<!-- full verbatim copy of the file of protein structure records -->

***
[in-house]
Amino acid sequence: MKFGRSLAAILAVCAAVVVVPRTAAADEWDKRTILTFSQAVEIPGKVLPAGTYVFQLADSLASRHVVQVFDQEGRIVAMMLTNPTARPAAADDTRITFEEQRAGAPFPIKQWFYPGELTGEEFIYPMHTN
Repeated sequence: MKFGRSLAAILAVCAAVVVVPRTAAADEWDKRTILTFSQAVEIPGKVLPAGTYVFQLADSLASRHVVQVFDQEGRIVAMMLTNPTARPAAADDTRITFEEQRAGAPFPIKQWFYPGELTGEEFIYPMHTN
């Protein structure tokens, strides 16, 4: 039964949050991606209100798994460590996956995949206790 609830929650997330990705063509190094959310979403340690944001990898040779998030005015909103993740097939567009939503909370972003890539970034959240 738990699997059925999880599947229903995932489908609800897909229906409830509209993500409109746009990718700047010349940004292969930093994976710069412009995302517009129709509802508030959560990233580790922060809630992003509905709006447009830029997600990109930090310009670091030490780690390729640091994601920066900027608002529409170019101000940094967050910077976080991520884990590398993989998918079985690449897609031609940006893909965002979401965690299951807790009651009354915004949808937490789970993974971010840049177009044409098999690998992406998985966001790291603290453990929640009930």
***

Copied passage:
[in-house]
Amino acid sequence: MKFGRSLAAILAVCAAVVVVPRTAAADEWDKRTILTFSQAVEIPGKVLPAGTYVFQLADSLASRHVVQVFDQEGRIVAMMLTNPTARPAAADDTRITFEEQRAGAPFPIKQWFYPGELTGEEFIYPMHTN
Repeated sequence: MKFGRSLAAILAVCAAVVVVPRTAAADEWDKRTILTFSQAVEIPGKVLPAGTYVFQLADSLASRHVVQVFDQEGRIVAMMLTNPTARPAAADDTRITFEEQRAGAPFPIKQWFYPGELTGEEFIYPMHTN
């Protein structure tokens, strides 16, 4: 039964949050991606209100798994460590996956995949206790 609830929650997330990705063509190094959310979403340690944001990898040779998030005015909103993740097939567009939503909370972003890539970034959240 738990699997059925999880599947229903995932489908609800897909229906409830509209993500409109746009990718700047010349940004292969930093994976710069412009995302517009129709509802508030959560990233580790922060809630992003509905709006447009830029997600990109930090310009670091030490780690390729640091994601920066900027608002529409170019101000940094967050910077976080991520884990590398993989998918079985690449897609031609940006893909965002979401965690299951807790009651009354915004949808937490789970993974971010840049177009044409098999690998992406998985966001790291603290453990929640009930």